Advocating for Diversity and Inclusion, Day In and Day Out

Today, March 8, is International Women’s Day (IWD), when governments, employers and women themselves celebrate female success and the contributions that women have made to society. Advocating for women is critical, and as a growing technology company, we certainly shoulder some of the responsibilities alongside others in the industry.

However, we can’t advocate for women or any other groups on just one day of the year. Organizations including ours need to look at diversity and inclusion on a daily basis, and make sure we are considering it in every area of the business, from hiring to team structure and recognizing achievements.

It is proven that diverse and inclusive teams solve business problems faster, allowing things to get done more quickly, and also make for happier and more productive employees. So how can companies make sure they have a culture that welcomes everyone and gives them space to contribute and experiment?

It certainly starts with hiring. At Appier, we focus on skill-based hiring, making sure we have the best people to do the job rather than look at race, gender or any other identifying factor. Culture fit is also incredibly important. Appier is a startup, so collaboration across functions is key to our success, and we need people who bring the right attitude first and foremost. At a young company where processes are still being established, flexibility is key, so teams often have to pool resources to make things happen.

Inclusion doesn’t just mean getting a certain number of different sorts of people on the team, it also means ensuring that everyone feels they can contribute. Leaders need to look around daily to see if everyone is getting a voice in meetings; if everyone has the equipment and knowledge they need to be successful; if everyone feels comfortable advocating for herself; if everyone is being welcomed and respected by colleagues, and so on.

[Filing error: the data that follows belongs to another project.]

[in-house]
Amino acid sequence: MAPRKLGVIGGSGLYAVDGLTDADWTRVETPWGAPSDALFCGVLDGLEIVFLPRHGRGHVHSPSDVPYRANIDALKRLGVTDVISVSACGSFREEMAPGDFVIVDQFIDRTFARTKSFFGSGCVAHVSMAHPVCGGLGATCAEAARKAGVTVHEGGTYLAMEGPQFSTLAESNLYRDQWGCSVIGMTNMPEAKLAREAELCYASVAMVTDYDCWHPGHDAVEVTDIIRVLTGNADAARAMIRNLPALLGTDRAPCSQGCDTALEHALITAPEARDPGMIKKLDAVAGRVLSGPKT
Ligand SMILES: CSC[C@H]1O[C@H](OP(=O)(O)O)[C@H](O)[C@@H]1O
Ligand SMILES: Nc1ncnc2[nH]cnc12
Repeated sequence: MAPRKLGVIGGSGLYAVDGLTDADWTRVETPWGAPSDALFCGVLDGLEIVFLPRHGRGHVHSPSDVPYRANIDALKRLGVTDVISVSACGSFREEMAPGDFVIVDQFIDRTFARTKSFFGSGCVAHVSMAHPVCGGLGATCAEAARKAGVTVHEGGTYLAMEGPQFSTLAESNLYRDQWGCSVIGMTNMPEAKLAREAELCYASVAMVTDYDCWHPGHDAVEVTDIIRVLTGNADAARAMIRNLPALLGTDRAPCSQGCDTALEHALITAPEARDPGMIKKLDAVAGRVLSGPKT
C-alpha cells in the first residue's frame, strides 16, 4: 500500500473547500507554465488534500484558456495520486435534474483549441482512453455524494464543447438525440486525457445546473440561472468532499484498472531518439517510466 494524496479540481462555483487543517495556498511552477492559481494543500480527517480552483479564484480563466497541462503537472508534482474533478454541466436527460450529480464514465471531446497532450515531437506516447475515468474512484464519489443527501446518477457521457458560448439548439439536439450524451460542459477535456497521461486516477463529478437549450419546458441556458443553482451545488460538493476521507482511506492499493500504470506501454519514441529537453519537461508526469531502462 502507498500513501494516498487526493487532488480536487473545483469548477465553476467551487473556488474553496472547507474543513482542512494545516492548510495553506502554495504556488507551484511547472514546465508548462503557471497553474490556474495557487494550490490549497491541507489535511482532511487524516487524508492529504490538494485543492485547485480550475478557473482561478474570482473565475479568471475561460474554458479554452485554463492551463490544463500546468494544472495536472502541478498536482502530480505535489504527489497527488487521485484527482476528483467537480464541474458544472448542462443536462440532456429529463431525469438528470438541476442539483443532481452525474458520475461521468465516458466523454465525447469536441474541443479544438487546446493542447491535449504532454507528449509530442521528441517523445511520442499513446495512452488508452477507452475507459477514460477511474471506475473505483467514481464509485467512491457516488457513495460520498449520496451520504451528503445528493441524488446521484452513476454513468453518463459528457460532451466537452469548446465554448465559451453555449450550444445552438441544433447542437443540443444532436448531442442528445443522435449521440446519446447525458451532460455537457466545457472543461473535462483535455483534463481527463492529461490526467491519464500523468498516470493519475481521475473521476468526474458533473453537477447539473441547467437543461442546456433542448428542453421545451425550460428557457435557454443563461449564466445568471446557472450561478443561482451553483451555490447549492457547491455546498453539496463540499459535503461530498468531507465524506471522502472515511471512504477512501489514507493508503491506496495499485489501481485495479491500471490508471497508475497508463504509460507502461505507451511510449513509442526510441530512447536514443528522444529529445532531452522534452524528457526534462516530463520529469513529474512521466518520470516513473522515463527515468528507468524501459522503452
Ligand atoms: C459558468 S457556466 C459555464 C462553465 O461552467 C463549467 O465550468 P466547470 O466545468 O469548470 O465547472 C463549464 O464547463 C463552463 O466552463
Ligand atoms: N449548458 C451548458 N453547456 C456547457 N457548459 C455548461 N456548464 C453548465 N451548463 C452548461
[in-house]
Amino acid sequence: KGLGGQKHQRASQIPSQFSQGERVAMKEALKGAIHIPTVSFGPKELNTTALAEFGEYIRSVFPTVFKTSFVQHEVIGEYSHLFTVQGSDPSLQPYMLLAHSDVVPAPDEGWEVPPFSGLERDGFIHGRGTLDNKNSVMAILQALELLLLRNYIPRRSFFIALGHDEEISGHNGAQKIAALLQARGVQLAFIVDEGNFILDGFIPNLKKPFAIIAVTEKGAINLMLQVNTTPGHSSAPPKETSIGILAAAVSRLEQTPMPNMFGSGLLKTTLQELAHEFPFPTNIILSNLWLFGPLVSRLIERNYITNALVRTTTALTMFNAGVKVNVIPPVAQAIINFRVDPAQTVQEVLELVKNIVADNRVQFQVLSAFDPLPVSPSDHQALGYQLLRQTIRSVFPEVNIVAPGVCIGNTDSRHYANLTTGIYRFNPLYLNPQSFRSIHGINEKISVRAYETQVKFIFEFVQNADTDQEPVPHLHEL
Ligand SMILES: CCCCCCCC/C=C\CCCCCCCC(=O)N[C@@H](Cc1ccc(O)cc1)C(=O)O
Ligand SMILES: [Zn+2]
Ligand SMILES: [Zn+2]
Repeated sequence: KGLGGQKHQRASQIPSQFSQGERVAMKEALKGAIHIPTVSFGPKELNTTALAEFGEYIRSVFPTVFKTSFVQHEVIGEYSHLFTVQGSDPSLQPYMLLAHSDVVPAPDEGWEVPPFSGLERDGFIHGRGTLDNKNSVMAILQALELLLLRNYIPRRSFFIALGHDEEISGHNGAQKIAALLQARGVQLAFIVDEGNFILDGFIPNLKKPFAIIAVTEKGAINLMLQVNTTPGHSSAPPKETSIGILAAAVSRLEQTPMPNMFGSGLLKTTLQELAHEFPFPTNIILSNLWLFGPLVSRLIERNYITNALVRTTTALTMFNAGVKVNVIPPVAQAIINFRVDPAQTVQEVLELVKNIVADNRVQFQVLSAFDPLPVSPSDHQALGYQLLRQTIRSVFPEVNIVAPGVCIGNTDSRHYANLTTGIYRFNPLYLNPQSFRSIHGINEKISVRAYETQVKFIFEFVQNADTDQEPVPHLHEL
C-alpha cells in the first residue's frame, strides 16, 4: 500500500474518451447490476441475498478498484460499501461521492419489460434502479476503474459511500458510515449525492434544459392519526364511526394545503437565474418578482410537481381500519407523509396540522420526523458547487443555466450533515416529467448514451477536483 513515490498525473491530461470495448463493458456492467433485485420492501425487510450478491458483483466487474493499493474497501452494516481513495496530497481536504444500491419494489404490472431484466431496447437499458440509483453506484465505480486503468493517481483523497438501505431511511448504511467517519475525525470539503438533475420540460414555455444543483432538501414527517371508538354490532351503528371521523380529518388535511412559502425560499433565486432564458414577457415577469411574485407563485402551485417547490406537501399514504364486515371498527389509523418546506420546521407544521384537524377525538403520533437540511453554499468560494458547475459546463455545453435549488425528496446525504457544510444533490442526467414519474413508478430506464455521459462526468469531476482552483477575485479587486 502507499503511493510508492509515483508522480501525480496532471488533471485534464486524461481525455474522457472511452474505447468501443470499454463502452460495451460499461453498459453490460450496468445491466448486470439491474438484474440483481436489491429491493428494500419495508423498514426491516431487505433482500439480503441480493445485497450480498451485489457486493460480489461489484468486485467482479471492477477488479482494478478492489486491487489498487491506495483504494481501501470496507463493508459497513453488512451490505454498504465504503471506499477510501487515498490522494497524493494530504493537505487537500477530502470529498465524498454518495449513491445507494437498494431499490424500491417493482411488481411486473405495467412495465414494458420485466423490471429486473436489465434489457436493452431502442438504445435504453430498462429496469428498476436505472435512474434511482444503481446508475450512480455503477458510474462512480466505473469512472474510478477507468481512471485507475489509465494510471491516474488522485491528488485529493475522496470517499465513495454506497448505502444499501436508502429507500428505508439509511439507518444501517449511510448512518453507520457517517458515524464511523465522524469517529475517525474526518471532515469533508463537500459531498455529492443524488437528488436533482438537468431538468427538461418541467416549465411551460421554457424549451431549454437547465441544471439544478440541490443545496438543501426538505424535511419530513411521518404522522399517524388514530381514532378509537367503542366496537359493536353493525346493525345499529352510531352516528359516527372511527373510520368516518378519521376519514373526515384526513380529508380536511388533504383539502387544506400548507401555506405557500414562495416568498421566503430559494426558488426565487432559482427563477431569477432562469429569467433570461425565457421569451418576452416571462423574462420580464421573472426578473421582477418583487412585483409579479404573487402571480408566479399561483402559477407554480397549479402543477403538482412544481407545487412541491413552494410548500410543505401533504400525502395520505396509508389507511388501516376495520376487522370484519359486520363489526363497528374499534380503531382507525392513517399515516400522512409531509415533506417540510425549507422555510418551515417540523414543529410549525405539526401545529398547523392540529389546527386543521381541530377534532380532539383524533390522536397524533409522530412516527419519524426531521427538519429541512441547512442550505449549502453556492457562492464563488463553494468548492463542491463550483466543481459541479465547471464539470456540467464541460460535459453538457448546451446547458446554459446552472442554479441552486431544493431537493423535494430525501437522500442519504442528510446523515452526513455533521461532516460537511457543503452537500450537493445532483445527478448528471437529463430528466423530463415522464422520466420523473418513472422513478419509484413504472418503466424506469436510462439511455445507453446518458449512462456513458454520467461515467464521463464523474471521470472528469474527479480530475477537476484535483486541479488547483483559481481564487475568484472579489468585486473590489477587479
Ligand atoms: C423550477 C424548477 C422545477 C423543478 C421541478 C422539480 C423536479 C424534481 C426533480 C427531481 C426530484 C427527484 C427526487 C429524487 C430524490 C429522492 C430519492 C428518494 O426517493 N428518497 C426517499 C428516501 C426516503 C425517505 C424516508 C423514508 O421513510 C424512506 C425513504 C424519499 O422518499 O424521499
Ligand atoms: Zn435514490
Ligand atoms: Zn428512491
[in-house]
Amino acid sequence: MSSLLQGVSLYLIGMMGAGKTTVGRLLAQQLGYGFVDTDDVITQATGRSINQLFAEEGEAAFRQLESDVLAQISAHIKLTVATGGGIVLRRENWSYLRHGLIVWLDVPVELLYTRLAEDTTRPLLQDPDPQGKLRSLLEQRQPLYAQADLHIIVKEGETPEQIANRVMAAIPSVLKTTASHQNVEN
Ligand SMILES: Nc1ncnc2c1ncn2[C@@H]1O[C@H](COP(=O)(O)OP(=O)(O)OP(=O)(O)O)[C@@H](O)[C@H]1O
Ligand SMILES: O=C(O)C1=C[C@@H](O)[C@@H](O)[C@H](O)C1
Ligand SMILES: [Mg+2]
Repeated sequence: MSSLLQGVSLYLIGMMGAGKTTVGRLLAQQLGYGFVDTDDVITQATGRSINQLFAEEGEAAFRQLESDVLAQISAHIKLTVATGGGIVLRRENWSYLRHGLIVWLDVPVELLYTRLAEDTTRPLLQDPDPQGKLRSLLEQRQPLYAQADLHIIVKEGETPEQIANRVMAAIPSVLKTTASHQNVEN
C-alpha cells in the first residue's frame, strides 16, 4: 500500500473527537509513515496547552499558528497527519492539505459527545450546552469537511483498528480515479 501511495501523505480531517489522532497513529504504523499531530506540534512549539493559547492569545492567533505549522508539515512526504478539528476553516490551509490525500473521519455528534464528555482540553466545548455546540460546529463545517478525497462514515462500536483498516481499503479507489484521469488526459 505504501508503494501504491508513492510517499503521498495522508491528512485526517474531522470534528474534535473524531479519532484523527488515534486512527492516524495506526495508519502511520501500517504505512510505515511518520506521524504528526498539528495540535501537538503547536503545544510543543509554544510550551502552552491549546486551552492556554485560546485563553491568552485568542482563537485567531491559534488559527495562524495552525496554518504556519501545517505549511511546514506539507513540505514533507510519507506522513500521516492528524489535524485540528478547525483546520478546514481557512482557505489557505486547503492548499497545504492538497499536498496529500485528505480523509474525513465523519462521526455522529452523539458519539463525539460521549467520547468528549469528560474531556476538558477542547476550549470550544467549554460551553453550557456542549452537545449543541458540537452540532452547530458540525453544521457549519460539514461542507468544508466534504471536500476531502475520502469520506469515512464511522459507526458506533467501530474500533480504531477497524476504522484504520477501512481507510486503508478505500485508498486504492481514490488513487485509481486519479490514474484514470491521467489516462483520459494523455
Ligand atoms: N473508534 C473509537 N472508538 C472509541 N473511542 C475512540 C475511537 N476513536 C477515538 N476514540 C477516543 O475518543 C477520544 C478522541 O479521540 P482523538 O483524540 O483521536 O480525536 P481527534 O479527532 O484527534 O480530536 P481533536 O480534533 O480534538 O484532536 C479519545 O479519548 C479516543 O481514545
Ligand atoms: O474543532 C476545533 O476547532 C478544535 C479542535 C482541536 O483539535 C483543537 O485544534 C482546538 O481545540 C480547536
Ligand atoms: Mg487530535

If any of these things aren’t happening, then leaders need to take a look at existing processes to make sure they are working, or at the very least carve out time for those who might need additional support.

Ultimately, we need to think about equity before equality. Equality means treating everyone equally, and while fairness is critical to functioning workforce, we need to look first at whether or not we are providing equity to everyone. Equity means giving each individual the specific tools they need to succeed. These will vary from person to person, and once everyone is equipped and on an even plane, we can go on to ensure equality.

Jennifer Huang, our director of strategy and business development, joined Suchitra Narayan of SGInnovate, K. Thanaletchimi, NTUC Central Committee Member, and Aziza Sheerin, regional director of General Assembly on a panel in Singapore today to discuss these issues in celebration of IWD. They agreed that we are on a journey and we have got some way to go, but if everyone in the mix – employers, teachers, government leaders, women themselves, their friends and families – continues to advocate for fair treatment, we will continue to see progress towards relationships, workplaces and societies that provide equally for all, leading to a brighter future for everyone.